Then it wisks us off to... lets say Pyke. (I don’t always remember the order of events. There’s a lot going on!) We get another little scene of Theon and his sister being dicks to each other, and then we’re introduced to a character whose name I didn’t catch, but who gives Theon the idea that he needs to think bigger if he wants to impress his daddy. There’s not a ton more to say about this scene, except that I know what’s coming next for Theon, and it’s a doozy. Much like all of the other scenes in this episode, this bit did a good job of setting up what’s coming next.
I miss Tyrion, so let’s talk about Tyrion. After intimidating Lancel some more, which is always fun to watch, him and Bronn went for a stroll through one of the poorer quarters of King’s Landing, where Tyrion announced that Joffrey was a lost cause, before finding out that the townsfolk think he’s the one pulling the evil little King’s strings. This was a great glimpse at one of my favorite things about Tyrion, which is that he craves credit for the things he does and never gets it, due to his height. It’s one of the things that motivates him to keep pushing forward, to continue fighting for what matters to him: the hope that some day, someone (possibly his daddy) will say ‘good job, Tyrion. Thank you.’
He also discovered wildfire in this episode, which Joffrey is planning to hurl at Stannis’ army to set it ablaze. Bronn doesn’t think much of this plan, which he says is just as likely to burn King’s Landing to the ground. Tyrion agrees, but seems to have something in mind for the creepy green substance. Something else this show does nicely is its minor characters, and the alchemist we met in this scene was a lot of fun, playing nicely against Tyrion and Bronn. Once again, the episode sets up what is to come in a way that is fun and entertaining.
The only story i’m forgetting, (I think) is that of Arya in Harrenhal, which I felt was given short shrift considering that the episode was named for it. The thing that this plot did brilliantly, which many predicted it would last week, was the interplay between Arya and Tywin, who carefully felt each other out as Tywin interrogated her about where she was from. The tension here was perfect, with Tywin showing Arya that she can’t lie to him without him knowing, and Arya letting Tywin know that anyone, even him, can be killed. Switching from amusement to anger in a heartbeat, Tywin sent her to fetch him water, where she ran into Jaquen H’gar.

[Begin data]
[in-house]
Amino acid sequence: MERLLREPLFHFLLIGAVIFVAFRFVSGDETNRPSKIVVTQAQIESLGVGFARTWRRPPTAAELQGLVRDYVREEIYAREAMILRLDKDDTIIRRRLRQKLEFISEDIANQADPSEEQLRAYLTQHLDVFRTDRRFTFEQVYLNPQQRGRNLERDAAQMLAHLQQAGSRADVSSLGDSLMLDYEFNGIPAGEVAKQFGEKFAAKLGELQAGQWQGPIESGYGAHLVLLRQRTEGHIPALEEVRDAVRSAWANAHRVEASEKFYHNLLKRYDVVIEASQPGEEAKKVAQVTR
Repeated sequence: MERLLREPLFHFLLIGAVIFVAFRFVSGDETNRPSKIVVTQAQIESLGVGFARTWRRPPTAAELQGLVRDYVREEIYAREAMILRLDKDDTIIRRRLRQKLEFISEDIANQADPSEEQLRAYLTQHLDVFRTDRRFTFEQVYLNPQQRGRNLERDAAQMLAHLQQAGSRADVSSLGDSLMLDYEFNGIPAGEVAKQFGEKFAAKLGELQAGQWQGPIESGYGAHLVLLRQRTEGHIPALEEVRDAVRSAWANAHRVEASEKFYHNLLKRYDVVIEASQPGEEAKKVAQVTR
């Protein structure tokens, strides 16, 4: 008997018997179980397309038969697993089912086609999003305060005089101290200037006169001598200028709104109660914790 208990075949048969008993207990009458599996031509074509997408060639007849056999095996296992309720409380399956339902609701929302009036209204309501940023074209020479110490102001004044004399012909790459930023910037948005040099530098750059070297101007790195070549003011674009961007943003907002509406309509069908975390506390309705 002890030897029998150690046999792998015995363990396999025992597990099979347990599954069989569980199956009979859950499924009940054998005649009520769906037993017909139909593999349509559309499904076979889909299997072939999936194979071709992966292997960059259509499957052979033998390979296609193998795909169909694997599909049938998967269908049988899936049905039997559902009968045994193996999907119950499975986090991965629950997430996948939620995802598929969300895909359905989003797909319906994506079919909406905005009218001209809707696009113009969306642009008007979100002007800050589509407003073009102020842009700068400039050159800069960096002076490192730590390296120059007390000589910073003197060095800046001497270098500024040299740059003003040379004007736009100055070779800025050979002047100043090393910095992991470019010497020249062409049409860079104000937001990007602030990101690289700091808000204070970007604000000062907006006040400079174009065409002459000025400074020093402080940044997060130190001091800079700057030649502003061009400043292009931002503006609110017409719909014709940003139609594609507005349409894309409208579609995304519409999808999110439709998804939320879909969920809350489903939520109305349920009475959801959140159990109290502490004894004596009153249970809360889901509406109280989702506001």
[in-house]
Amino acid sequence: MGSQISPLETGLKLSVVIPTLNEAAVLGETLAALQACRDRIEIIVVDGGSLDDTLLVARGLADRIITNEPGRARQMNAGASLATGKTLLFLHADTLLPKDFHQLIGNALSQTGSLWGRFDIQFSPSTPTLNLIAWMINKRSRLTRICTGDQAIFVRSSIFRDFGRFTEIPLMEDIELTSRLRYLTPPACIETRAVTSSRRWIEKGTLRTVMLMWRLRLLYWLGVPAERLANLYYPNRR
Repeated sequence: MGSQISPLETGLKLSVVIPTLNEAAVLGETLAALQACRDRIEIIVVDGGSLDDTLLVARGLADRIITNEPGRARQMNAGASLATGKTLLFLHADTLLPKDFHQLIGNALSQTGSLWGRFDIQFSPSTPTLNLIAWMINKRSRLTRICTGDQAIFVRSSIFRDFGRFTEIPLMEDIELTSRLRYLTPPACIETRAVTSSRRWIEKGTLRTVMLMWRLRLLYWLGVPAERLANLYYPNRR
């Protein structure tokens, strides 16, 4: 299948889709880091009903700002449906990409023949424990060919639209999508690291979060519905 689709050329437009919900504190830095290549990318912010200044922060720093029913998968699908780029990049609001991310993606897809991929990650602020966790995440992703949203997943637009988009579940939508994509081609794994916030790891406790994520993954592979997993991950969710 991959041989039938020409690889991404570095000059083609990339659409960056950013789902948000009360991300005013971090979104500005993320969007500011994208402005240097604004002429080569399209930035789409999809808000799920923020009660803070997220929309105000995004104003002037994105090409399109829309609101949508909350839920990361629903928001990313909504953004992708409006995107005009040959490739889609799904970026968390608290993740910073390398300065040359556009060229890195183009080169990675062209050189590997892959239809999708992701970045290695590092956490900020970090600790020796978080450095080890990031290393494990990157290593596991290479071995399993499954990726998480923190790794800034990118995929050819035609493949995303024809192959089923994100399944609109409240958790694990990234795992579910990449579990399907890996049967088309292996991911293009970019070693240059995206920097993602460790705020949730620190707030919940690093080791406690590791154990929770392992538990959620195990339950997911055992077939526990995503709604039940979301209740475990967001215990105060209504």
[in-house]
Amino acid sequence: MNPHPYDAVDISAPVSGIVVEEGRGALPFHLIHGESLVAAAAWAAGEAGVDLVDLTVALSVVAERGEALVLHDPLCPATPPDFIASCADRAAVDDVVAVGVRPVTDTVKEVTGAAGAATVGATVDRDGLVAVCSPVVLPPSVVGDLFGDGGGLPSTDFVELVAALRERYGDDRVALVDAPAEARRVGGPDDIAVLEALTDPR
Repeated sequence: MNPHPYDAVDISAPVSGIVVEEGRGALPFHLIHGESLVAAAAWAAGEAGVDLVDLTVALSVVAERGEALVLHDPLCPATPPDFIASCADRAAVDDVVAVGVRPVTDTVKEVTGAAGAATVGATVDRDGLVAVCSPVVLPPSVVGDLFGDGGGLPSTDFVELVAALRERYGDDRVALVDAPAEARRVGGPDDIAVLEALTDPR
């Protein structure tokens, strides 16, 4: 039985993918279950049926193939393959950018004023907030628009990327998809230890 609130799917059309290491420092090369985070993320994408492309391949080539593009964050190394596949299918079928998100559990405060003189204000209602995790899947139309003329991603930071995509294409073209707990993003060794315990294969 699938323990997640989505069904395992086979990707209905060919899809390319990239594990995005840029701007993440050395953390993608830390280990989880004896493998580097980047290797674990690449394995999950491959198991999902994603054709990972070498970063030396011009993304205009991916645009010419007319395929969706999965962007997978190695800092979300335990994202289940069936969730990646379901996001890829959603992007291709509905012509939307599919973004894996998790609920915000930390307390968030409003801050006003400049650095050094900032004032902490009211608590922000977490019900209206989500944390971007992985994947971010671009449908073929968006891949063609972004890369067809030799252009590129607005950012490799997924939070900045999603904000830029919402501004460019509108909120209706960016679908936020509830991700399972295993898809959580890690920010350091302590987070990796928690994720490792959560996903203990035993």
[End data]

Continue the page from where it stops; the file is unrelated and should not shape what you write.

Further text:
Jaquen, in exchange for Arya sparing him and his two companions, offers her three lives, which he will take, providing that she give him a name. Arya quickly names him The Tickler, (the torturer with the rat-bucket) who is found dead shortly after. These bits were done nicely, and I like the guy who plays Jaquen, but I guess I wanted more between these two. I’m sure that we’ll get it in coming episodes, but if you’re gonna call it ‘The Ghosts of Harrenhal,’ I really want to see Arya and Jaquen’s deal play out in that episode. Meh, whatever. Let’s just say that Arya’s storyline is awesome and continues to be so.
And that’s about it for this week! Like I said, this episode was excellent at moving things forward in almost every single storyline, either with big events like the death of Renly, or by positioning it’s characters to do something huge in the near future. While I still prefer episodes with a sharp focus, if they are going to jump around, this is the way to do it.
- Things are going to go down at Winterfell next episode it looks like. Did you grin in dread like I did when Roderick announced that Torrhen’s Square was under attack by ‘The Mountain?’
- I was right about that dude being the Tickler! Boom!
- We haven’t had much Jaime yet this season, but I’m really excited to see the chemistry between him and Brienne, which I hear they are moving up into this season a bit. Exciting.
- How long do we think Qhorin Halfhand is gonna be around? I heard that they cast an Ygritte already, so I’m assuming that they are accelerating Jon’s story as well.